The Harrowing of Hearts

Feb. 14, 2020


Share This Review


Connect with Blaze of Perdition


Listen to Blaze of Perdition

Blaze of Perdition has come a long way over the past over the past decade, evolving from a band that stood in the shadow of their influences to one that found their own niche.  Near Death Revelations and Conscious Darkness showcased the group’s ability to build outwards towards dense, otherworldly atmosphere and songwriting that provided plenty of twists and turns while standing out from the pack.  For their latest full length The Harrowing of Hearts Blaze of Perdition has taken a natural step forward, merging rhythmic elements that pull from gothic rock as often as black metal and varying up their writing to create songs that suck you under their spell for longer periods of time than in the past.  You’ll likely need a solid chunk of time to get a feel for all the nuances happening beneath the surface, but it’s well worth it.

Previous material has showcased guitar and drum work that deviated from constant blast beats, but with a new guitarist and drummer now in the band The Harrowing of Hearts showcases additional variation to the writing.  There’s still plenty of dense blasting particularly on tracks like “Transmutation of Sins” where Blaze of Perdition starts things off at an immense and towering peak, but the transitions over to riffs that have some rock grooves alongside the atmospheric build-ups really allows them to stand out and grab your attention.  It’s not dissimilar to some of the elements Schammasch and Behemoth have attempted in recent memories, but where those groups built these ideas into specific songs there’s gothic rock undertones throughout The Harrowing of Hearts.  This is best illustrated by the decision to conclude the album with a cover of Fields of the Nephilim’s “Moonchild” which the instrumentalists take and add some rawer edges to.  These transitions help to separate Blaze of Perdition from their peers, as they not only have catchy hooks and beats with a darker undertone but the layers of desolate and haunting black metal remain which allows the songs to start off in familiar fashion and then twist into something wholly unrecognizable by the end.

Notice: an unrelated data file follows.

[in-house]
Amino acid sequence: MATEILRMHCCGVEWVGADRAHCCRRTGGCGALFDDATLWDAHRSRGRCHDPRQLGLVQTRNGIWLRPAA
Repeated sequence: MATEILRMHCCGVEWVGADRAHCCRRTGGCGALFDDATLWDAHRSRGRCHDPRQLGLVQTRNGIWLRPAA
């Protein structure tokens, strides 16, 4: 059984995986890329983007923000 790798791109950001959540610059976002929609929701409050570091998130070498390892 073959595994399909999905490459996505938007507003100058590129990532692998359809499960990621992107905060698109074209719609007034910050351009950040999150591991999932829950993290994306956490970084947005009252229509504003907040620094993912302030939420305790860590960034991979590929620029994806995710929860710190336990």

Vocalist Sonneillon has stood out on previous material with raspier screaming that towered over the instrumentation, and that’s once again the case here.  It’s a familiar approach, but the immense amount of power that is behind each word makes a considerable difference and Blaze of Perdition has ensured that the vocals are given enough breathing room on the recording to reach their peak level on a regular basis.  This isn’t a one-dimensional performance that relies entirely on screaming, and once you’ve gotten about halfway through opener “Suffering Made Bliss” you get a taste of whispered clean ranges that are utilized throughout the album.  These guys haven’t gone fully towards the somber gothic singing that some of their peers have, but they have pushed outwards in ways that make sense given Sonneillon’s pitch and overall approach.

Five albums in, Blaze of Perdition has reinvented their sound in a way that recalls the gripping atmosphere and violent peaks of their past material while introducing new elements.  There are some added hooks and almost danceable grooves during certain moments but it never simplifies the songwriting and retains the mystery and bleak tone that fans have come to expect.  This is a great example of how a band can propel themselves into new territory without losing what drew listeners in previously, and I suspect there will be plenty of people still unraveling all the layers this album has to offer months later.  The Harrowing of Hearts is available from Metal Blade Records.

-Review by Chris Dahlberg

If you enjoyed this article, be sure to share it with others to help us grow. You can also like and follow us on the social media of your choice with Facebook, Twitter, and Instagram, and support us on Patreon.

Subscribe to our Weekly Newsletter for Updates on New Content